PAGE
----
ISO/IEC 7813 is an international standard codified by the International Organization for Standardization and International Electrotechnical Commission that defines properties of financial transaction cards, such as ATM or credit cards.[1] Scope The standard defines: physical characteristics, such as size, shape, location of magnetic stripe, etc. magnetic track data structures Physical characteristics ISO/IEC 7813 specifies the following physical characteristics of the card, mostly by reference to other standards: Embossed characters  by reference to ISO/IEC 7811 Embossing of expiration date  the format (MM/YY or MM-YY) Magnetic stripe  by reference to ISO/IEC 7811 Integrated circuit with contacts  by reference to ISO/IEC 7816-1 Integrated circuit without contacts  by reference to ISO/IEC 10536-1, ISO/IEC 14443-1, and ISO/IEC 15693-1 Magnetic tracks Track 1 The Track 1 structure is specified as: STX : Start sentinel "%" FC : Format code "B" (The format described here. Format "A" is reserved ...more...

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ISO/IEC 4909

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ISO/IEC 4909

ISO/IEC 4909:2006 establishes specifications for financial transaction cards using track 3 and is intended to permit interchange based on the use of magnetic stripe encoded information. It specifies the data content and physical location of read/write information on track 3 and is to be used in conjunction with the relevant parts of ISO/IEC 7811 and ISO/IEC 7812. ISO/IEC 4909:2006 recognizes the need for formats of track 3 which can be used independently of, or in conjunction with, track 2 as defined in ISO/IEC 7813. This approach is intended to permit the greatest degree of flexibility within the financial community in facilitating international interchange. Using track 3 in conjunction with track 2 is a mode of operation in both on-line and off-line interchange environments. This mode of operation requires that the original encoded data on track 2 be read; the data on track 3 be read; and, if update is required, all the data on track 3 be rewritten. Independent use of track 3 is an alternative mode of op ...more...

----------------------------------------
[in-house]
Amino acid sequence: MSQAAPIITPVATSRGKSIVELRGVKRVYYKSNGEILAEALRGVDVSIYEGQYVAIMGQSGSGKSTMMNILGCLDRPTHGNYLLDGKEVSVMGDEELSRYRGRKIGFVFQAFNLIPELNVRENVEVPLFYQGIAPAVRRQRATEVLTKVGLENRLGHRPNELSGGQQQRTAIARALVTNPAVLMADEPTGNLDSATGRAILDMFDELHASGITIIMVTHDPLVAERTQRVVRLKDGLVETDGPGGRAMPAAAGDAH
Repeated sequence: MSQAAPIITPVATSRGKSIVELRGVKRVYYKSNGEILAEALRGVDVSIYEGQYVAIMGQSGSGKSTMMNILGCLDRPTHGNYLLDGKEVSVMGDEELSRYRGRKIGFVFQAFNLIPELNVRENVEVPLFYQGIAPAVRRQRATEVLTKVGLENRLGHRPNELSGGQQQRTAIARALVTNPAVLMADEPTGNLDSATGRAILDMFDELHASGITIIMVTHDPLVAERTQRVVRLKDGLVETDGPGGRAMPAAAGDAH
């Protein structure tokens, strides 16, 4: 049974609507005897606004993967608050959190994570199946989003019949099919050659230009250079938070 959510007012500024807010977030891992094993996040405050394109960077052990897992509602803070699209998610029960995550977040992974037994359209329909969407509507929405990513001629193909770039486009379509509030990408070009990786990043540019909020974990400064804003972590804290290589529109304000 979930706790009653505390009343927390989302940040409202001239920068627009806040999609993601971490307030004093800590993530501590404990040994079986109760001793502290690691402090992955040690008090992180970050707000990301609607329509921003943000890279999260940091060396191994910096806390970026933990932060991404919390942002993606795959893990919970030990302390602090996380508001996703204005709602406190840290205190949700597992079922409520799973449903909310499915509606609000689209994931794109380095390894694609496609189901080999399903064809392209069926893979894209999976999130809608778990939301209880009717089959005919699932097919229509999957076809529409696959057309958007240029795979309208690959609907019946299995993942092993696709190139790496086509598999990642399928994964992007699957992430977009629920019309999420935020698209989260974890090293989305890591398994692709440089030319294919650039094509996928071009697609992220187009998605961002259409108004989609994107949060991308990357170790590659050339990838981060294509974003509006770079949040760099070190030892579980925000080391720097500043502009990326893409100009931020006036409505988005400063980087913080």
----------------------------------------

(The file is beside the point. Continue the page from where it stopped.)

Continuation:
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Magnetic stripe card

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Magnetic stripe card

An example of the reverse side of a typical credit card: Green circle #1 labels the Magnetic stripe Visualization of magnetically stored information on a magnetic stripe card (Recorded with CMOS-MagView) A magnetic stripe card is a type of card capable of storing data by modifying the magnetism of tiny iron-based magnetic particles on a band of magnetic material on the card. The magnetic stripe, sometimes called swipe card or magstripe, is read by swiping past a magnetic reading head. Magnetic stripe cards are commonly used in credit cards, identity cards, and transportation tickets. They may also contain an RFID tag, a transponder device and/or a microchip mostly used for business premises access control or electronic payment. Magnetic recording on steel tape and wire was invented in Denmark around 1900 for recording audio.[1] In the 1950s, magnetic recording of digital computer data on plastic tape coated with iron oxide was invented. In 1960, IBM used the magnetic tape idea to develop a reliable way ...more...